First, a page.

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Title: Non-fusion surgical correction of thoracic idiopathic scoliosis using a novel, braided vertebral body tethering device: Minimum follow-up of 4 years
Authors: Wong, H.-K. 
Ruiz, J.N.M.
Newton, P.O.
Liu, K.-P.G. 
Issue Date: 2019
Publisher: Lippincott Williams and Wilkins
Citation: Wong, H.-K., Ruiz, J.N.M., Newton, P.O., Liu, K.-P.G. (2019). Non-fusion surgical correction of thoracic idiopathic scoliosis using a novel, braided vertebral body tethering device: Minimum follow-up of 4 years. JBJS Open Access 4 (4) : e0026. ScholarBank@NUS Repository.
Rights: Attribution-NonCommercial-NoDerivatives 4.0 International
Abstract: Background: Anterior vertebral body tethering to effect scoliosis correction in a growing spine has been shown to work with varying degrees of success. This report describes the mid-term results of this technique using a new device composed of a braided ultra-high molecular weight polyethylene (UHMWPE) cord anchored to bone screws applied without segmental compression. Methods: This was a single-center prospective observational study of an investigational device. Five female patients aged 9 to 12 years with thoracic scoliosis underwent thoracoscopic insertion of the UHMWPE tether. Radiographs and magnetic resonance imaging (MRI) were performed, and the Scoliosis Research Society (SRS)-22 was administered, preoperatively and at regular intervals after surgery, with a minimum of 4 years of follow-up. Results: All tethering devices spanning the end vertebrae (range, 7 to 8 vertebrae) were implanted successfully. Mean blood loss was 136 mL, and the mean operative time was 205 minutes. The mean preoperative main thoracic Cobb angle was 40.1°. Curve correction of the tethered segment ranged from 0% to 133.3% at 4 years. We observed greater correction in 2 patients with open triradiate cartilage (TRC), achieving full scoliosis correction at 2 years and 121.5% at 4 years. MRI showed improvement in periapical disc wedging morphology and 55% improvement of rotation at 3 years. There were 20 adverse events, of which 16 were mild and 4 were moderate in severity. The 4 moderate events of pneumonia, distal decompensation, curve progression, and overcorrection occurred in 3 patients, 2 of whom required fusion. Conclusions: Anterior vertebral body tethering resulted in scoliosis deformity correction in the coronal and axial planes, with preservation of curve flexibility. Actual correction by growth modulation was noted only in patients with open TRC, whereas curve stabilization was noted in patients with closed TRC. Overcorrection, curve progression, and distal decompensation are problems with this technique. Level of Evidence: Therapeutic Level IV. See Instructions for Authors for a complete description of levels of evidence. © 2019 The Authors. Published by The Journal of Bone and Joint Surgery, Incorporated. All rights reserved. This is an open-access article distributed under the terms of the Creative Commons Attribution-Non Commercial-No Derivatives License 4.0 (CCBY-NC-ND), where it is permissible to download and share the work provided it is properly cited. The work cannot be changed in any way or used commercially without permission from the journal.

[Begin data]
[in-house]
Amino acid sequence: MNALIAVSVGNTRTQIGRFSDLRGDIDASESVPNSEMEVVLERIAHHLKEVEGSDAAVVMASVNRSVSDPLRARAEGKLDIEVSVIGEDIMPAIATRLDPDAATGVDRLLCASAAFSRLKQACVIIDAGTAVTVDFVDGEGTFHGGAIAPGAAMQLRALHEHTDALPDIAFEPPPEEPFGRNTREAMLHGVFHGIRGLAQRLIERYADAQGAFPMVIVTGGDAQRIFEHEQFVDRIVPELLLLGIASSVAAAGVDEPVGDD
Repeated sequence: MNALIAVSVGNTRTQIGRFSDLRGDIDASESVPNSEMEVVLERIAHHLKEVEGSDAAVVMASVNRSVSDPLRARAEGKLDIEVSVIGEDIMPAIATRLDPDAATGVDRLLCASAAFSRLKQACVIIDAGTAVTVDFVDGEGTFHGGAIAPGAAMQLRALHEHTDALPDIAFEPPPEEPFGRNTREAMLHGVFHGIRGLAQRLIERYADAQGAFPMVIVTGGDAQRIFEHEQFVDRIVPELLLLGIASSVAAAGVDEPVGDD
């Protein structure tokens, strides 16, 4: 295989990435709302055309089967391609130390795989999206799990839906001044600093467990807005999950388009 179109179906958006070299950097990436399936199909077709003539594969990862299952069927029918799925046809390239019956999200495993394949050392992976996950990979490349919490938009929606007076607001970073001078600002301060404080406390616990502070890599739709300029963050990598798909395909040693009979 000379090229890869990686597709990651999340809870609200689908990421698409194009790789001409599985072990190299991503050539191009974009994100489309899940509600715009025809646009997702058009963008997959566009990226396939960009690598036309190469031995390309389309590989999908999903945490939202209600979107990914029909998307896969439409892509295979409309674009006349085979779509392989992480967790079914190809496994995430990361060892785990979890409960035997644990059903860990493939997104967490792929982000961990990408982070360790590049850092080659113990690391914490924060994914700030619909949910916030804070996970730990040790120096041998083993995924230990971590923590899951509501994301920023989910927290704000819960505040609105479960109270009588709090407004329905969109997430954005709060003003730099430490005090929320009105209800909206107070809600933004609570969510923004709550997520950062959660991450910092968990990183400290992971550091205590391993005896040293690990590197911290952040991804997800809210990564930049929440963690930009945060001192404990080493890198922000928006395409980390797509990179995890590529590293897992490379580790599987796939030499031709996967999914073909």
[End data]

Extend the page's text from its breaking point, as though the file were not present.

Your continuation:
Source Title: JBJS Open Access
ISSN: 24727245
DOI: 10.2106/JBJS.OA.19.00026
Rights: Attribution-NonCommercial-NoDerivatives 4.0 International
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